According to HBD idiots, every time you have harder working people and layabouts in the same country, it’s always a racial thing. Usually the busy folks are the Whites or the often more Northern type (who tend to be more White) while the lackadaisical parasites are the (often more southern), “niggerized” or “Indianized” folks.

We see this most typically in Italy (White Padanian “Celts” versus Sicilian-niggers), but you see it in other places too. Even the fight in the EU now over the north (read Whiter folks) supporting the unproductive welfare cases in the South (read: niggerized Whites, mongrels, off-Whites or non-Whites) boils down to this kind of a sick racist dynamic.

There may even be something similar going on in India with the Indian bread basket of Punjabi “white folks” complaining about having to support the more Australoid “Indian niggers” in the south.

There are some progressive people on here who are enamored of some aspects of this HBD crap, and I really urge you to be careful with these ugly racist arguments.

Europe’s Crisis Spawns Calls for a Breakup—of Spain

By Matt Moffett

Many people in Catalonia, a province known as “the factory of Spain,” feel that the rest of the country has become an economic millstone. They’re pushing for an independent Catalonia. WSJ’s Matt Moffett reports from Barcelona.

BARCELONA, Spain—This vibrant northern region of Catalonia has long been known as the “factory of Spain” for generating wealth that helped sustain the entire nation. Now Catalonia, beaten down by years of recession, has become the battleground in what threatens to become an economic civil war.

Protesters in Catalonia last month marched for independence in Barcelona.

In protests large and small, hundreds of thousands of Catalans are embracing a stark proposition: Only by breaking ties with Spain and becoming an independent country can Catalonia free itself from economic malaise.

Catalans go to the polls Nov. 25 for a regional parliamentary election, and polls show pro-independence parties in front.

“Madrid has been draining us dry for too long,” says Josep Casadella, a corporate human-resources administrator. He became an Internet sensation not long ago after posting a video of himself refusing to pay the fare at a toll booth and complaining that Spain should build free roads for all the taxes it collects.

The region’s president, Artur Mas, has called the marriage between Catalonia and Spain’s capital one of “mutual fatigue.” He has pledged to place an independence referendum before voters.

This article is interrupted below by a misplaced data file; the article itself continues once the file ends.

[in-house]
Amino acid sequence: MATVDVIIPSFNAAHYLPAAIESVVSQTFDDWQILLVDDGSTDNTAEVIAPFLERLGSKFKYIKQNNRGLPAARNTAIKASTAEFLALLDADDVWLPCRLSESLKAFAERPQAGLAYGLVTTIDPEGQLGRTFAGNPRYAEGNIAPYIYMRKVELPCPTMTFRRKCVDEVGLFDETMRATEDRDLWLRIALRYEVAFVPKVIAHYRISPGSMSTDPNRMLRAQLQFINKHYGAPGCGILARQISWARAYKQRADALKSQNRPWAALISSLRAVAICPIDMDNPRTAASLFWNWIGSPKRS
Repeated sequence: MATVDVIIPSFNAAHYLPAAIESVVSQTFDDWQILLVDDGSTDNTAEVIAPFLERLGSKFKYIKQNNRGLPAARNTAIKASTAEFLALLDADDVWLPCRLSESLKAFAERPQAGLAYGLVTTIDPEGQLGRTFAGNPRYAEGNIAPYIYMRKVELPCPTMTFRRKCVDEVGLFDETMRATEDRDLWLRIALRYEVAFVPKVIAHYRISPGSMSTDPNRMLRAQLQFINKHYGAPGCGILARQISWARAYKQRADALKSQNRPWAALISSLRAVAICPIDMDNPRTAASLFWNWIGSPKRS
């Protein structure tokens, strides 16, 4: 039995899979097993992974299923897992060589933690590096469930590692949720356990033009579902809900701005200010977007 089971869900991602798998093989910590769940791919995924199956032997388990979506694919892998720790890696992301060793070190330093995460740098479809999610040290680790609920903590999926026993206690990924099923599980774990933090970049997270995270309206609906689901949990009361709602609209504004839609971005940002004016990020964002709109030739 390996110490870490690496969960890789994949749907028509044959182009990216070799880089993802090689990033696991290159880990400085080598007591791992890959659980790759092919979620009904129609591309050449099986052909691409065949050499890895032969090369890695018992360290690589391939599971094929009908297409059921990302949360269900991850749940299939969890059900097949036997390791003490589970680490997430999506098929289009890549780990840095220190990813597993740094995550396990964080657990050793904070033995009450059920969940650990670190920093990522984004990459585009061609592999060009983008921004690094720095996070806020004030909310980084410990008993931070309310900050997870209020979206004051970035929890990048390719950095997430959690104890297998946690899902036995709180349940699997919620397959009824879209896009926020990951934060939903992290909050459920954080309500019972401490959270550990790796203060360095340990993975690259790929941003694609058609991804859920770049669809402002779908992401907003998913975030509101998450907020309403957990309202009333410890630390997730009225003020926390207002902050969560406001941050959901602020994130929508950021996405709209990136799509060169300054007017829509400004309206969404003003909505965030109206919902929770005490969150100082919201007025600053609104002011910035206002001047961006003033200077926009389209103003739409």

Appalled at the separatist sentiment, a military veterans’ association said that politicians pushing for Catalonian independence should be tried for “high treason.” In recent days, pro-Spanish- unity protesters held a smaller demonstration of their own. Marchers held a sign reading: “Help, Europe. Nacionalists are crazy.”

Spain’s internal struggle echoes a larger debate convulsing the euro zone itself, as wealthier northern nations complain about supporting poorer southern ones. But now, as Europe enters its fifth year of crisis, the economic strains are deepening the fractures within some nations.

In Spain and Belgium, and to a degree Italy, local and national governments are battling over how to allocate scarce resources. Even within Germany, which is economically stronger and politically stable, richer areas are grumbling about the cost of subsidizing the poorer areas.

Catalonia’s president, Artur Mas, called the marriage between his region and the Spanish capital one of “mutual fatigue” in a speech, likening it to the way “northern and southern Europe have grown weary of one another.”

Cultural and linguistic variances within many EU countries only make matters worse. Catalonia itself is a prime example: Its own language is widely spoken and instilled in younger generations as the main language in most elementary schools.

Throughout the continent “there are some very long-standing strains and tensions of unequal regional economic development that are now being brought to the surface,” says Adrian Smith, editor of the journal European Urban and Regional Studies.

Catalonia’s turmoil represents a major threat to European leaders’ hope of containing Europe’s crisis by stabilizing Spain, which is home to the euro zone’s fourth-largest economy but is also vying with Greece for the highest unemployment rate in the euro zone, around 25%. Policy makers had hoped that EU aid would keep Spain afloat while investors digest losses in Greece, which is even more troubled.

Spain’s financial markets are quivering at the mere talk of secession of Catalonia, which produces almost 19% of Spain’s economic output and 21% of its taxes. Investors fear the revolt will undermine Prime Minister Mariano Rajoy’s plan to get a grip on spending, particularly in the 17 regional governments that have been a big source of Spain’s deficit.